Wearing a huge smile on his face and holding a simple duffle bag in his hands, Lebrew Jones walked out of the Queensboro Correctional Facility Thursday morning a free man.
Jones who was released on parole after spending the last 22 years in prison for a crime he says he did not commit then hugged his brother and called his mother.
“It feels like a dream come true,” Jones said.
Jones was convicted of the 1989 sexual assault and murder of teenage prostitute Michealanne Hall, from Buffalo. It was a brutal and bloody crime. Hall was found beaten to death with a rock at a construction site where Jones worked as a security guard. The crime scene was littered with physical evidence – none of which was linked to Jones. Still, he was convicted and sentenced 22 years to life in prison.
Jones recently appeared before a parole board in recent weeks and told his story – how police interrogated him for 20 hours. How he wrote multiple statements of what happened the night of the crime. Most versions denied his involvement.
He told the board that police told him to say he saw her so that he could finally go home. Finally, Jones says he concocted a story that he saw Michaelanne Hall commit suicide.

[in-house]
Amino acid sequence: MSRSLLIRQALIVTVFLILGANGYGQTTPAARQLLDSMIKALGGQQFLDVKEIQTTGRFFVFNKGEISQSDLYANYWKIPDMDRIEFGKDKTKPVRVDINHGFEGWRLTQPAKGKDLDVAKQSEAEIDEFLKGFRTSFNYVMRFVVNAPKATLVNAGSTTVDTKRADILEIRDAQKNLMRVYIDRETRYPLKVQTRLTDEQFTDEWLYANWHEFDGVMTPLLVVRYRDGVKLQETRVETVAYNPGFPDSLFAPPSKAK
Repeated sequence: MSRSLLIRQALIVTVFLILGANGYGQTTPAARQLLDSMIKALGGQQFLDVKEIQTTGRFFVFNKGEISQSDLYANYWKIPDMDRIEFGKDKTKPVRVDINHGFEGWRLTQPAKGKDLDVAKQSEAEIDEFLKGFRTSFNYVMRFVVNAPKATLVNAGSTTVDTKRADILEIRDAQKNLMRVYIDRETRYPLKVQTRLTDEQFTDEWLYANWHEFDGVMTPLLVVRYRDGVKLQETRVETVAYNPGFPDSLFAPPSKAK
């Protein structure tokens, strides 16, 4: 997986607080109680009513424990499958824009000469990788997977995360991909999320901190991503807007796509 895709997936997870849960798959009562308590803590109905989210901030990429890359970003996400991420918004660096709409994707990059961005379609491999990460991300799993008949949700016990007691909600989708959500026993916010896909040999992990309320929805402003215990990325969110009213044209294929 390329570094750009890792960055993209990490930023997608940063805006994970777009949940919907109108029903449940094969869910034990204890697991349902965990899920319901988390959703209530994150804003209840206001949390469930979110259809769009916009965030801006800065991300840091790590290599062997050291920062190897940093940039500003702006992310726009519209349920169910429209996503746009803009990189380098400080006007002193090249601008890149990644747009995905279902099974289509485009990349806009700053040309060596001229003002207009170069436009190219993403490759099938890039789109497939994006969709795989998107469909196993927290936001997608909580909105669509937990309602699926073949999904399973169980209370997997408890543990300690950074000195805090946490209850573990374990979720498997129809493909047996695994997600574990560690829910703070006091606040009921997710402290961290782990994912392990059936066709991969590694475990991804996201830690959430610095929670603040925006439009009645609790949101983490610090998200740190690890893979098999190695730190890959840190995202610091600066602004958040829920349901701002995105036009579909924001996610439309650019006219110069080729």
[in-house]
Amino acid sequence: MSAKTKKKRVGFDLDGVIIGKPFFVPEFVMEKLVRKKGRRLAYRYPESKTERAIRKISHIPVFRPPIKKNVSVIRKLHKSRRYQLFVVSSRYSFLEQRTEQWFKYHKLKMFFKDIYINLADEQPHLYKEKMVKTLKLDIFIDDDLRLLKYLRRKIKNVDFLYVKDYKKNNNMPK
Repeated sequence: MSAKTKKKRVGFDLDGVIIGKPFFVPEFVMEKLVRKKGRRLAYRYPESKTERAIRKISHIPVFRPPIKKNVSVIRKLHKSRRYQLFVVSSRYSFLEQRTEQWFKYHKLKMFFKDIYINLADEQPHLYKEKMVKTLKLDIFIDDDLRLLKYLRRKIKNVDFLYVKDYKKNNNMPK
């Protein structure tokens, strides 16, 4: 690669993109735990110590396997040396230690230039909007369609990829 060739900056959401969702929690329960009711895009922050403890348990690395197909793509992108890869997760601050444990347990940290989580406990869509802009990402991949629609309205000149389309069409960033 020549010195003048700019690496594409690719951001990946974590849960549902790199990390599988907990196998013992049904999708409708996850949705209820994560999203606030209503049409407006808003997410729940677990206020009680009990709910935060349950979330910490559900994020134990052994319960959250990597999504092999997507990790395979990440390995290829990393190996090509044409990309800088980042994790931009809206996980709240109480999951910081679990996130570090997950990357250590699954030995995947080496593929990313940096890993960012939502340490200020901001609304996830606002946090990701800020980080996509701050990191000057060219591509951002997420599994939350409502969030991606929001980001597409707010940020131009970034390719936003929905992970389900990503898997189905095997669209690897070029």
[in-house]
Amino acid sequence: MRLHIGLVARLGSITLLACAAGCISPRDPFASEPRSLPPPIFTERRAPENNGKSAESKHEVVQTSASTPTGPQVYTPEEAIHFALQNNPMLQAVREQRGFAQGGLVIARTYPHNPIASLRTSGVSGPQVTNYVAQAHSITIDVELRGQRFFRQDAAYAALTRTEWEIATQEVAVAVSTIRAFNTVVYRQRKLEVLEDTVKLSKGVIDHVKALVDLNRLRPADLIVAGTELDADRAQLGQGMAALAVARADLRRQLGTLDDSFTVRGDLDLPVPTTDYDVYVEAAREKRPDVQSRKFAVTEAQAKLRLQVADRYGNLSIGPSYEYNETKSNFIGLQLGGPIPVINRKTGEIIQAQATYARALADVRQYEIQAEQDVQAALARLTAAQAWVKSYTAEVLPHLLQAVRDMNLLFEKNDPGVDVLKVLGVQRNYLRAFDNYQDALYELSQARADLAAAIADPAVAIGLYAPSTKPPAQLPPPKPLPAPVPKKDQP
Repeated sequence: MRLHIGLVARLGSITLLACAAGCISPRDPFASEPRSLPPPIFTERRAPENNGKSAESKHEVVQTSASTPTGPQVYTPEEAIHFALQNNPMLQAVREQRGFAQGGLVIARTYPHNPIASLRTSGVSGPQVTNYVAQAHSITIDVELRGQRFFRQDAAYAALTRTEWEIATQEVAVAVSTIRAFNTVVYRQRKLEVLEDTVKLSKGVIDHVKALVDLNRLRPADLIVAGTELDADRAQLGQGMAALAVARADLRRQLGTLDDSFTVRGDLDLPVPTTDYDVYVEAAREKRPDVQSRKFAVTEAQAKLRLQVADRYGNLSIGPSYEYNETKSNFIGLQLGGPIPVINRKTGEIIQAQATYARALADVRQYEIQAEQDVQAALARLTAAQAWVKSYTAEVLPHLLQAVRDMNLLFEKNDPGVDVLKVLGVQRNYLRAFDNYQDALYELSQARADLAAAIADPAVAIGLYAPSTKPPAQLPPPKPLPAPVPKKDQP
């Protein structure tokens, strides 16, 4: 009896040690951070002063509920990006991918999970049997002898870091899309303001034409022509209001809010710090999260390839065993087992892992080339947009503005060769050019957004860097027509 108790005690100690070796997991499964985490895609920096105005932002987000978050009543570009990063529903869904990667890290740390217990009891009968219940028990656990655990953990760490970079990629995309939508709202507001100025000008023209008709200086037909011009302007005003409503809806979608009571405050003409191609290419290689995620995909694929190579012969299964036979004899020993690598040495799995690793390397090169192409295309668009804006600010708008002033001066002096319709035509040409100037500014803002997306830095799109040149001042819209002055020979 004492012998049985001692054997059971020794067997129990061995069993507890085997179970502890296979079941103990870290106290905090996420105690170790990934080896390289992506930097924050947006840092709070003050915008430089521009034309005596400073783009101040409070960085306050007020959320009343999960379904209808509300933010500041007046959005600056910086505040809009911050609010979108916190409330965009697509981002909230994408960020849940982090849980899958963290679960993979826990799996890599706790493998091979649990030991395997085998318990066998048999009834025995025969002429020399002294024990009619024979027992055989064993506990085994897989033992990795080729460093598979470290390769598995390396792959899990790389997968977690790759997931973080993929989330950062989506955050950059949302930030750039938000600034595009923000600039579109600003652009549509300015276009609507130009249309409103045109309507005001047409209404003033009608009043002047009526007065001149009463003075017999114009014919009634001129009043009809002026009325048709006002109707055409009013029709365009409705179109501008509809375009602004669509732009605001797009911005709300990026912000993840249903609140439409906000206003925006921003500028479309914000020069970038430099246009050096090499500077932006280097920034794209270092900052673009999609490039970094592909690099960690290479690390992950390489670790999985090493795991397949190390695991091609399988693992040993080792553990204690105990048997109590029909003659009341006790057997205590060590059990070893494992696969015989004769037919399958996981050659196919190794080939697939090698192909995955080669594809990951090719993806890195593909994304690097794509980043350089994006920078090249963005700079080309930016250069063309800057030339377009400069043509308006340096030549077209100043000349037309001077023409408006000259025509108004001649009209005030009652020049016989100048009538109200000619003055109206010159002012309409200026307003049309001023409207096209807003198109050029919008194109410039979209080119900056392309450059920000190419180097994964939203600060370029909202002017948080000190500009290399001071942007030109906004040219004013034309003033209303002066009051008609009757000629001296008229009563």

In a videotaped interview with an assistant DA, Jones says, “she picked up a large mini rock or something and tried to take blows to her head.”
The jury saw that video and thought he was lying about the suicide -- then convicted him of murder.
Jones’ release today is thanks, in part, to the efforts of former Times Herald Record reporter Christine Young, who as a young journalism student 20 years ago covered the crime Jones was accused of committing.
“My suspicions were aroused that he was innocent after conversations with a police officer and a witness,” Young said outside the correctional facility Thursday. “I tried to do something about it at the time and he got convicted anyway.”
She eventually moved away – her journalism career brought her to cities around the county – but she always thought about Lebrew Jones. Young started digging into the case again when she moved back to Orange County and discovered she lived near the Otisville Prison where Jones was incarcerated.
Her newspaper articles and mini documentaries posted on the web, helped attract the Innocence Project and a Manhattan law firm which agreed to represent Jones pro-bono.
Jones will stay at a half way house in Harlem while on parole. He and his attorneys now have to decide whether to petition the court to vacate his conviction.
In the meantime he is hoping to revive his budding career as a jazz musician. He wants to go to the beach. And more than anything he wants to get reacquainted with his family.
On the phone with his mother this morning he said, “This is a happy day guys.”